Add the wet ingredients to the dry ingredients and mix gently until just combined. Do not overmix. The batter will be very thick.

Gently fold in the fruit, nuts or other additions.

Divide the batter among the 12 muffin cups. Bake for 18-22 minutes, until lightly browned on top. Cool on a rack for 10 minutes before removing muffins from the pan. Serve warm or at room temperature.

whole wheat & banana muffin variation

  • Jill

    another recipe I just may try!
    and I LOVE the pic of the girlies!!!! :)ReplyCancel

  • I love muffins, and having a great base recipe is such a good idea. Thanks for sharing–they look delicious! Adorable kiddos, too.

    Elle’s last blog post..Guacamole Ice Cream…sort of!ReplyCancel

  • Cute kids! This made me laugh out loud: “not trade my lucrative corporate job, on the eve of the next great depression, for the opportunity to park it on the couch during baby naptime and daydream out loud about food.” Maybe it’s because I’m abandoning my own not-lucrative-but-steady teaching job!ReplyCancel

  • Thanks, ladies!

    Jill, I definitely see you making this one.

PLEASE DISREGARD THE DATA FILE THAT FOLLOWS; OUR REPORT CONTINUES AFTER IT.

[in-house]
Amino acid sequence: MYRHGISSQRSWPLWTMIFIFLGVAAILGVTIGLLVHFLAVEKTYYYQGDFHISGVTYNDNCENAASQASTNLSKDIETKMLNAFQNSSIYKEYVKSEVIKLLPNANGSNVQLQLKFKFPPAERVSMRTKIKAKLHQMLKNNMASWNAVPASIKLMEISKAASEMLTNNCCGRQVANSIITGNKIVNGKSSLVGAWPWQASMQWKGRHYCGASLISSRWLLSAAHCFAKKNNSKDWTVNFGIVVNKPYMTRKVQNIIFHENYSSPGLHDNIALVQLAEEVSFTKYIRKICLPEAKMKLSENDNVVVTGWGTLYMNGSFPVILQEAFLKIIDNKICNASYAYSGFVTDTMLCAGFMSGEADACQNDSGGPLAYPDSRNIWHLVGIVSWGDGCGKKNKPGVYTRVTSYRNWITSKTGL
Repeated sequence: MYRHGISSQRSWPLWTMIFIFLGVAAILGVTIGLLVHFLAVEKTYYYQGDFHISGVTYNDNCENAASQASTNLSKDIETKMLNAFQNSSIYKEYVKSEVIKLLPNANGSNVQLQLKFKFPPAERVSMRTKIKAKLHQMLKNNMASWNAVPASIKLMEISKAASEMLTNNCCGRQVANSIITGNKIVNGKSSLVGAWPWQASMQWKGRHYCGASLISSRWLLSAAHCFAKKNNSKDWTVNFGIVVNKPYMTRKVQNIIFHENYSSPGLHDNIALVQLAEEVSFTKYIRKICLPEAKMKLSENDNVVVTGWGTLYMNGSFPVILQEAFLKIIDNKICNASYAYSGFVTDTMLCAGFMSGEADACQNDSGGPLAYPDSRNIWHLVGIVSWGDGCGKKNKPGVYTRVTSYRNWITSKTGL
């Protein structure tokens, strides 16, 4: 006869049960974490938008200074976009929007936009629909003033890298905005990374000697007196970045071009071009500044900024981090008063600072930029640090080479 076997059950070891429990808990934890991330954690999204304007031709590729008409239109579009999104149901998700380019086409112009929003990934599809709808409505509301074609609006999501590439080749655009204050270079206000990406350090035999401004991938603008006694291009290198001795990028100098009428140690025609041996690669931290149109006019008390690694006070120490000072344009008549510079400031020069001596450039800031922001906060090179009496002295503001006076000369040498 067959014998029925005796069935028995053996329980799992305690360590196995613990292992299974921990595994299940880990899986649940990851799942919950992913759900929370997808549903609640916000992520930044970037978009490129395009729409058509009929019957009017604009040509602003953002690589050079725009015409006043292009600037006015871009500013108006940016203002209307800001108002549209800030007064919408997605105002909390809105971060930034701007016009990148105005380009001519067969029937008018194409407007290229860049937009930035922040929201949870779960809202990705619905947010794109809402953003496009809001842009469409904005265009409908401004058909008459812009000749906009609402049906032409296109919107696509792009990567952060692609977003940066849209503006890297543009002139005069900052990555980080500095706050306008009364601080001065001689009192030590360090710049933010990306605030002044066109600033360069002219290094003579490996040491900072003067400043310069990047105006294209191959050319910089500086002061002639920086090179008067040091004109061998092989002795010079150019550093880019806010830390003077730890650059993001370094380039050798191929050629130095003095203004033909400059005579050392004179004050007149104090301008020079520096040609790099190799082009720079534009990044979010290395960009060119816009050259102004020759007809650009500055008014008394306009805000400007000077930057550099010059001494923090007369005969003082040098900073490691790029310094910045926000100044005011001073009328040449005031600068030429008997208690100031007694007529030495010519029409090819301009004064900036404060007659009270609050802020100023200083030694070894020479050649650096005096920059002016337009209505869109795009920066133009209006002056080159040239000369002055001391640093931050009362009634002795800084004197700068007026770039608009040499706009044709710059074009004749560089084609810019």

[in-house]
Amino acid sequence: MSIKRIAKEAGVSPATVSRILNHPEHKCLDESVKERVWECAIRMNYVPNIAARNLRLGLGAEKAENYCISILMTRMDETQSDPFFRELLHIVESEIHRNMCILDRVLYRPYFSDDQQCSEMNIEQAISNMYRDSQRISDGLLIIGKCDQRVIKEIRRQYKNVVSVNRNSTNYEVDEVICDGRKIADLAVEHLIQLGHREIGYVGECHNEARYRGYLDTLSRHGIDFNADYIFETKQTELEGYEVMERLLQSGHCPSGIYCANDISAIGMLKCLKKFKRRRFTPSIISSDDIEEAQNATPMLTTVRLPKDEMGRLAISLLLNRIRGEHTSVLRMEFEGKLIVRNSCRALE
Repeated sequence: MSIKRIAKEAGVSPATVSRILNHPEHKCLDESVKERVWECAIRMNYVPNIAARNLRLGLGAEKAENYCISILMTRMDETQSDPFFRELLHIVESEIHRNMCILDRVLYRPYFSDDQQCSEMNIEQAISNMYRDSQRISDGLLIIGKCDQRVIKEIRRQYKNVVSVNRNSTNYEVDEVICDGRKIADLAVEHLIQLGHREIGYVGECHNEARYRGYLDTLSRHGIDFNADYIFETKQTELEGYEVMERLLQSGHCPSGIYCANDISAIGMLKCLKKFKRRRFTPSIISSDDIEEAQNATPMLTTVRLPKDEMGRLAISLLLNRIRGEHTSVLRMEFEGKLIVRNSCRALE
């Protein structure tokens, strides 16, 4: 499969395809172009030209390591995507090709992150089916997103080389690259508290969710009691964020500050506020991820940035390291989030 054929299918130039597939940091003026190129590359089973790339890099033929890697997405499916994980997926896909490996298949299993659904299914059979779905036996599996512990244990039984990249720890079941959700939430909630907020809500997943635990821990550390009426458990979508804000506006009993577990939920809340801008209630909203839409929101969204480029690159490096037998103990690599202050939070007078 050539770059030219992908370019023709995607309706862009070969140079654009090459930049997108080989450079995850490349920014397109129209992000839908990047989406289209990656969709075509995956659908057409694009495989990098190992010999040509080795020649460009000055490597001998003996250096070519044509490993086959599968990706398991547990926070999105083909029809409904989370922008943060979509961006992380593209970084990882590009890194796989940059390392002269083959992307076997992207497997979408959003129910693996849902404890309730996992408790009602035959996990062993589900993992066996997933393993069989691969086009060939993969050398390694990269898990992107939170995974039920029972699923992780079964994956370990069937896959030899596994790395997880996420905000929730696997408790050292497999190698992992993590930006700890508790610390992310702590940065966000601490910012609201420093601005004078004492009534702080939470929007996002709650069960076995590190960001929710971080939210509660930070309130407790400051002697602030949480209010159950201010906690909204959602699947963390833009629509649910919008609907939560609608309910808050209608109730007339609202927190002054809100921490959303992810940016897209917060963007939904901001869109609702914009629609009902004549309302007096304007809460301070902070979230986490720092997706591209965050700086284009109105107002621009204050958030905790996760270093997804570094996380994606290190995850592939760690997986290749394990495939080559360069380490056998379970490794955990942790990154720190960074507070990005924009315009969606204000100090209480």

Elle, that ice cream of yours is fantastic. I can’t wait to haul out the ice cream maker for the summer and will definitely be giving that one a try.

    Kalyn, how you could possibly hold down a teaching job in addition to all of your culinary work is beyond me. I know retirement from teaching is often bittersweet, but congrats! You totally deserve it.ReplyCancel

  • Kathryn

    If one was in the habit of buying bananas with the intent of eating them before they turned completely brown but always seemed to fail to do so, and thus had a freezer full of incredibly ripe (albeit frozen) bananas, would said bananas be appropriate for use in this recipe? And if so, should they be thawed before being folded into the batter or can they just be chopped frozen? I have only ever used frozen bananas in banana bread and am SO ready to try something new…

    Also, any tips on incorporating whole wheat flour into this recipe?